Good news guys, Cleveland has cracked the code to beating the Warriors and winning a championship.
No, it’s not about Kevin Love. It’s not their small-ball lineup either, though that was admittedly helpful. It’s about Kyrie Irving.
When Kyrie Irving passes, the Cleveland Cavaliers are nearly unbeatable.
This season, the Cavs are 10-2 when Irving finished with at least eight assists. Last season, they were 8-2. That 18-4 record is obviously impressive, but let’s dig a bit deeper.
All of Cleveland’s four losses over the past two seasons in which Irving finished with at least eight assists have been by single digits. Their overall point differential in those 22 games is +265. So on average, when Irving has at least eight assists, the Cavs win by 12 points per game. The Warriors had an average point differential of +10.8 per game. In other words, when Kyrie Irving passes, the Cavs play better than the Warriors.
The further down the rabbit hole we go, the more insane these numbers become. In the 12 games this season in which Irving had at least eight assists, the Cavs averaged 111 points per game. Only Golden State averaged more, and remember that they play at the league’s fastest pace while the Cavs are near the bottom of the league. They never scored fewer than 100.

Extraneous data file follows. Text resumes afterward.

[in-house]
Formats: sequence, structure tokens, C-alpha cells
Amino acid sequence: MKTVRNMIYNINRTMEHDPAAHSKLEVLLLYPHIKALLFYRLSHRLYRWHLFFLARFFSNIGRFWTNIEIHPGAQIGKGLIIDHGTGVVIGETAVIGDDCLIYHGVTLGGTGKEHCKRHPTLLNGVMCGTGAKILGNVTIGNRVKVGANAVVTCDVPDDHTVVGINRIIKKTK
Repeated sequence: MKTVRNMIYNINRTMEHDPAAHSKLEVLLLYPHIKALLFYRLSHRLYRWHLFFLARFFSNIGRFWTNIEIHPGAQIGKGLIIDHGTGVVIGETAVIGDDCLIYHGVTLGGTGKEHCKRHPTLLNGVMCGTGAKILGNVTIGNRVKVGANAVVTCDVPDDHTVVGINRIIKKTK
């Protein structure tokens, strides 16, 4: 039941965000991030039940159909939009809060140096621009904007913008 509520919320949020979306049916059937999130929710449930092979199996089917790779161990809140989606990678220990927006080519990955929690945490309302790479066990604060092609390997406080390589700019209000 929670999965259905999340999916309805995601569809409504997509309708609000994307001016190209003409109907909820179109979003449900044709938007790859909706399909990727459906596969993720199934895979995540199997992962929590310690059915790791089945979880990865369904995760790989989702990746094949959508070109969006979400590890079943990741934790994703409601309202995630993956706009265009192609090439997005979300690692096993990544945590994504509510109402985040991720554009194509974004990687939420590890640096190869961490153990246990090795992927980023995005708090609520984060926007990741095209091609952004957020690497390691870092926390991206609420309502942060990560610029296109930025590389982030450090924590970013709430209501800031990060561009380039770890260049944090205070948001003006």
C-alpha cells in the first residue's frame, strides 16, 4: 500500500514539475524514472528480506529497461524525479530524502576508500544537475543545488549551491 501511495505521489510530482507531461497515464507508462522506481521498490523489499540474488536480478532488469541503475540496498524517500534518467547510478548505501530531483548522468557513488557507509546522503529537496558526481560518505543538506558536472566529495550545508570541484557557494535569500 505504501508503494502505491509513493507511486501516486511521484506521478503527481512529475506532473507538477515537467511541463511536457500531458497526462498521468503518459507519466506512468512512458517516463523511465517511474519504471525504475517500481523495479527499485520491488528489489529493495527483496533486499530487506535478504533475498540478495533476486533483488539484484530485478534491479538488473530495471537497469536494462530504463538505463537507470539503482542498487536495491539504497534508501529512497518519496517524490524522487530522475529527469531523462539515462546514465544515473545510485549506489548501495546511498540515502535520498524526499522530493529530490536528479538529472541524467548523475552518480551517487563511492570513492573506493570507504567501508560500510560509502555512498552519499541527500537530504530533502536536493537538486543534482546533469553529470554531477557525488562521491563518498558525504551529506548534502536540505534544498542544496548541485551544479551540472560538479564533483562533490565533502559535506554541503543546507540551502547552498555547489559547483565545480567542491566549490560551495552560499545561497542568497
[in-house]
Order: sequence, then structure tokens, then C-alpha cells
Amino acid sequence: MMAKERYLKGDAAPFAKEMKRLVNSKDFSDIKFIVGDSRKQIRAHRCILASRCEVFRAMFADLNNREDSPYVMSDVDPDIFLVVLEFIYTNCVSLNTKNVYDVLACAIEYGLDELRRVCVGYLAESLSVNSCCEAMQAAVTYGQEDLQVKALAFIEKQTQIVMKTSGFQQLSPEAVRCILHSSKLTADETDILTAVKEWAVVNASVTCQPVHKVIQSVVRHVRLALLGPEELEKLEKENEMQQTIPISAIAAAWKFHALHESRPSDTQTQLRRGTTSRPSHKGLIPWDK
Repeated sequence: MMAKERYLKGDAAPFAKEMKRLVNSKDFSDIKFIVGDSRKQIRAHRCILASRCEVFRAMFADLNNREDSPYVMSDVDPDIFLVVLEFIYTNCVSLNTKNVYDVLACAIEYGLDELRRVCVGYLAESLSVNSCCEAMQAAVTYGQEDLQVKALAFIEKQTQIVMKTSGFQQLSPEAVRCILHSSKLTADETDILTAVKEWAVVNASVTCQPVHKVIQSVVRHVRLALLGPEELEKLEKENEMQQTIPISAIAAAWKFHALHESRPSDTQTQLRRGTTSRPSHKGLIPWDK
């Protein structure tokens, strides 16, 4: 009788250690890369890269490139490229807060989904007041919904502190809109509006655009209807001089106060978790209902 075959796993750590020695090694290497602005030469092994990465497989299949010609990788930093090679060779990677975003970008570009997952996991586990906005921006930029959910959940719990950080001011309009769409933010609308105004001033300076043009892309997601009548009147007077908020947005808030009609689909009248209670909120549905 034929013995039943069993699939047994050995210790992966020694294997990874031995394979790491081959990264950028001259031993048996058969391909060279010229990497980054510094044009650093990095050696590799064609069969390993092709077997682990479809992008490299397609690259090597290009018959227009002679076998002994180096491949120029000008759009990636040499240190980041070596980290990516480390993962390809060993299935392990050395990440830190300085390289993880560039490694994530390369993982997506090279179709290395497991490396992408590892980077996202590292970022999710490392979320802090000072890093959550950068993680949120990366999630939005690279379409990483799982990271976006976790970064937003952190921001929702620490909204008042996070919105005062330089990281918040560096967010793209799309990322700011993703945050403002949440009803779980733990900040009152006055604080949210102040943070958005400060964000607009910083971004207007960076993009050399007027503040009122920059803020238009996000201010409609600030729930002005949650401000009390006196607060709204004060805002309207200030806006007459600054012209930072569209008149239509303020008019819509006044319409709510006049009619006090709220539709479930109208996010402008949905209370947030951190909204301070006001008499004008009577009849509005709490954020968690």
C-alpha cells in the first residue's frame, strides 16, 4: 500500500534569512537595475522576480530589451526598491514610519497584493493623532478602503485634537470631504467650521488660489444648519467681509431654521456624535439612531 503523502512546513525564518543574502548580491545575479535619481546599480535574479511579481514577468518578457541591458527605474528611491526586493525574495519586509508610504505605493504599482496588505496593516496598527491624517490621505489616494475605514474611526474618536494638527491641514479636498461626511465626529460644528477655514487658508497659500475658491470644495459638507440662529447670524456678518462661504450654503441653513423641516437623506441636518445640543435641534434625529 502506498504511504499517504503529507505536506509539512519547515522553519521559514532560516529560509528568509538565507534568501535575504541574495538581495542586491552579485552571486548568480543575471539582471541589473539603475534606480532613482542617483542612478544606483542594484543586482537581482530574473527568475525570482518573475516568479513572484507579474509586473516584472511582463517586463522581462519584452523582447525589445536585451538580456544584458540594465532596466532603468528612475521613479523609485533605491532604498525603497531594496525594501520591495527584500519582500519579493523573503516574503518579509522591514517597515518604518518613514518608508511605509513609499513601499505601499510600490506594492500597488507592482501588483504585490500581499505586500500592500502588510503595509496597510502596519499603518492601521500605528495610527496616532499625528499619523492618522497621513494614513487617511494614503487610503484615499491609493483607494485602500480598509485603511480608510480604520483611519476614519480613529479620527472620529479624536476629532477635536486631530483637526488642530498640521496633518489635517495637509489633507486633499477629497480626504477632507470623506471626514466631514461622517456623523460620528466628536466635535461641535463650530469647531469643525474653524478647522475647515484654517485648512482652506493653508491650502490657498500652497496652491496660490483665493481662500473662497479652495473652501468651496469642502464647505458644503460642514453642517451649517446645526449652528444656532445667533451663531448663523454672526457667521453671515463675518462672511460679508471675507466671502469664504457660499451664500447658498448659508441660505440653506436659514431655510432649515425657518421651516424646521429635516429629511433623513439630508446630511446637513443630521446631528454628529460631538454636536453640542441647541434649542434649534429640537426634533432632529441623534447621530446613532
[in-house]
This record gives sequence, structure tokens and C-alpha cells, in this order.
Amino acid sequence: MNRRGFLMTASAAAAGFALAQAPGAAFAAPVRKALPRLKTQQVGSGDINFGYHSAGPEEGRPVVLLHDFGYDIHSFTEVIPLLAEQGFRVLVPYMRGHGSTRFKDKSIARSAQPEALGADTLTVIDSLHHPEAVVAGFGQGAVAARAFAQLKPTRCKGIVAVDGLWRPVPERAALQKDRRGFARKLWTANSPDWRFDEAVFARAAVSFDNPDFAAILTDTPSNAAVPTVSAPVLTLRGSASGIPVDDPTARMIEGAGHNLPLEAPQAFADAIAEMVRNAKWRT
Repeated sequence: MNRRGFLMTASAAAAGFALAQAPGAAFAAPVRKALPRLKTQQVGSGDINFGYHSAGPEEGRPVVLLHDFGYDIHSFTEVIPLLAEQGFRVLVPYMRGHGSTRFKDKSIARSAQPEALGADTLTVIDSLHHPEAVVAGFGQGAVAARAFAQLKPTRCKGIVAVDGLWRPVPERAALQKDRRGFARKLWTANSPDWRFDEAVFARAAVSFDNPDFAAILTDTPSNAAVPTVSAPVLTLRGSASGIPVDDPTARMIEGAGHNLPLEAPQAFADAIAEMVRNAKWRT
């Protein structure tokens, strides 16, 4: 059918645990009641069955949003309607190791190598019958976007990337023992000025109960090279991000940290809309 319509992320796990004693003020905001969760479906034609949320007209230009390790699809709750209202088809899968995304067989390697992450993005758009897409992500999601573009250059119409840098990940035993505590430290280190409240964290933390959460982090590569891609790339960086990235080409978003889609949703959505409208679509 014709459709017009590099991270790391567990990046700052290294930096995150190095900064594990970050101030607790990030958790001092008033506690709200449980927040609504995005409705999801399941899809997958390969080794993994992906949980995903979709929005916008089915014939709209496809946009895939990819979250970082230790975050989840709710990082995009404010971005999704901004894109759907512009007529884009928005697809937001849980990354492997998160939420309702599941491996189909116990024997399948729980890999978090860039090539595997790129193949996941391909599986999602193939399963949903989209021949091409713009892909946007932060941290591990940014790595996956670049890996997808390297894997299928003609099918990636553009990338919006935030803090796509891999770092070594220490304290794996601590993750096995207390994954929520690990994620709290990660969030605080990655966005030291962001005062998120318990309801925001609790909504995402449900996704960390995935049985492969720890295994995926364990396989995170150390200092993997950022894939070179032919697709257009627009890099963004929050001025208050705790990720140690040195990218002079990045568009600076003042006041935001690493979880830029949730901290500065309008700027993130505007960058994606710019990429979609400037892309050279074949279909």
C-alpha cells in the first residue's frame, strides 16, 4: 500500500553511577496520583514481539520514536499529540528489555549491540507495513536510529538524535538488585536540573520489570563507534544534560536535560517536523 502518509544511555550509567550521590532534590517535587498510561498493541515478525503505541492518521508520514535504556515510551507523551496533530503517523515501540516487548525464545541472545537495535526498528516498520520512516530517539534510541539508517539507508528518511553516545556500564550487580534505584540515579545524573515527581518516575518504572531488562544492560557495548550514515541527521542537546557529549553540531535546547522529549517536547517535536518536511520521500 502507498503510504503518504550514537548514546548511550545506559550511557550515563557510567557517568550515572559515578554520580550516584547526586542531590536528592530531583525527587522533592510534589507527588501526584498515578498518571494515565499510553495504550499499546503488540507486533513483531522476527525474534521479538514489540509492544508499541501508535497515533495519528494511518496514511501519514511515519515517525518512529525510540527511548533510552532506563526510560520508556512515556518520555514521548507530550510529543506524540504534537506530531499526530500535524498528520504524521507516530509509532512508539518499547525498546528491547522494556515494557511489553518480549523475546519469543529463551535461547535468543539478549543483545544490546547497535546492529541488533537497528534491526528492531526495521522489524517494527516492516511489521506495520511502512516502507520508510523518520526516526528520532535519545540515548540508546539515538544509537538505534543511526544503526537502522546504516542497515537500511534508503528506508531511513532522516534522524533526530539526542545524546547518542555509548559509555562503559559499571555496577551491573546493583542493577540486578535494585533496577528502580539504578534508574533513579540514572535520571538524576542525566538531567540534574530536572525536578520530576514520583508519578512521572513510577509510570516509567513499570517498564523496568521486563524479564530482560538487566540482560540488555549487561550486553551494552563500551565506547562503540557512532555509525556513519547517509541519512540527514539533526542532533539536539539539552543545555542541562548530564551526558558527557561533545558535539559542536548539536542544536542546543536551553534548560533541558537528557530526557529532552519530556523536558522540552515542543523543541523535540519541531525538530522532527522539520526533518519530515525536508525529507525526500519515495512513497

Were they scoring those points efficiently or just playing faster? Well, they shot 47% from the field in those games (compared to 46% in the regular season overall), and 44% from three (compared to 36.2% in the regular season overall). The big takeaway here? Cleveland’s spacing improves drastically when Irving sees fit to pass.
The first half of Game 3 was essentially all of these trends in a bottle. In the first quarter, Cleveland’s offense was humming. Irving was passing, deferring to LeBron James as the primary ball-handler for most of their early run and letting the open man take good shots. Cleveland won the first quarter by 17 points. Everyone was touching the ball, Irving took mostly good shots. It was harmonious basketball.
And then in the second quarter, Irving sensed how hot he’d been earlier in the game and went overboard. Cleveland’s offense devolved into pure iso-ball and fell off of a cliff practically instantaneously. The Warriors won the quarter by nine points despite spending most of it without Klay Thompson. Had Stephen Curry been shooting at his normal rates, the Warriors easily could’ve grabbed back the lead.
There were obviously micro trends that helped Cleveland win Game 3. They switched far more on defense than they usually do, and it threw Golden State off of their game. Tristan Thompson rebounded better than he had in the first two games. Smaller lineups almost universally score more than bigger lineups, and LeBron should be playing power forward exclusively at this point in his career. And yes, Irving actually tried on defense, a 50/50 proposition even on good nights.
But the data is very clear on the macro front. The Cleveland offense is significantly better when Kyrie Irving passes. When he does, the Cavaliers win basketball games.